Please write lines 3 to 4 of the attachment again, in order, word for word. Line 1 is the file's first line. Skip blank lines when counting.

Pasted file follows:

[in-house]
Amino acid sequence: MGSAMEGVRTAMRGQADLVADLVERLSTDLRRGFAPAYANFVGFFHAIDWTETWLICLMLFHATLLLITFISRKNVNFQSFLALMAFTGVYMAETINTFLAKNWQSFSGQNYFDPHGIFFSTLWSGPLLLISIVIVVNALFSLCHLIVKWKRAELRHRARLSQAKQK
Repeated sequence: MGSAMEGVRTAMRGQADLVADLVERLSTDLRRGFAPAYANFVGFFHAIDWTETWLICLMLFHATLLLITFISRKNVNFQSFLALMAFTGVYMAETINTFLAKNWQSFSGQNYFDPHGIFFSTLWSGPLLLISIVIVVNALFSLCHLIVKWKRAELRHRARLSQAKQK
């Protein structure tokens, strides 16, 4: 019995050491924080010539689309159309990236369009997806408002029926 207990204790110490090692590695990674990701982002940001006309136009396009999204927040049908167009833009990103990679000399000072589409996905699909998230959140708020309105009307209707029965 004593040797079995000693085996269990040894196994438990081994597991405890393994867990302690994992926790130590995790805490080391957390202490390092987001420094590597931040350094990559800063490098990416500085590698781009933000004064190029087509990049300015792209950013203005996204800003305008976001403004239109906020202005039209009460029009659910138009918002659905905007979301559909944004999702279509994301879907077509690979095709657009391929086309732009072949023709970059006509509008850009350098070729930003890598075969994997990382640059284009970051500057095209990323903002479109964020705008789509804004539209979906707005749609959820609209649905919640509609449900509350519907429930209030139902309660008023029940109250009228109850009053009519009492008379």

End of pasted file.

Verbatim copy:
Repeated sequence: MGSAMEGVRTAMRGQADLVADLVERLSTDLRRGFAPAYANFVGFFHAIDWTETWLICLMLFHATLLLITFISRKNVNFQSFLALMAFTGVYMAETINTFLAKNWQSFSGQNYFDPHGIFFSTLWSGPLLLISIVIVVNALFSLCHLIVKWKRAELRHRARLSQAKQK
């Protein structure tokens, strides 16, 4: 019995050491924080010539689309159309990236369009997806408002029926 207990204790110490090692590695990674990701982002940001006309136009396009999204927040049908167009833009990103990679000399000072589409996905699909998230959140708020309105009307209707029965 004593040797079995000693085996269990040894196994438990081994597991405890393994867990302690994992926790130590995790805490080391957390202490390092987001420094590597931040350094990559800063490098990416500085590698781009933000004064190029087509990049300015792209950013203005996204800003305008976001403004239109906020202005039209009460029009659910138009918002659905905007979301559909944004999702279509994301879907077509690979095709657009391929086309732009072949023709970059006509509008850009350098070729930003890598075969994997990382640059284009970051500057095209990323903002479109964020705008789509804004539209979906707005749609959820609209649905919640509609449900509350519907429930209030139902309660008023029940109250009228109850009053009519009492008379």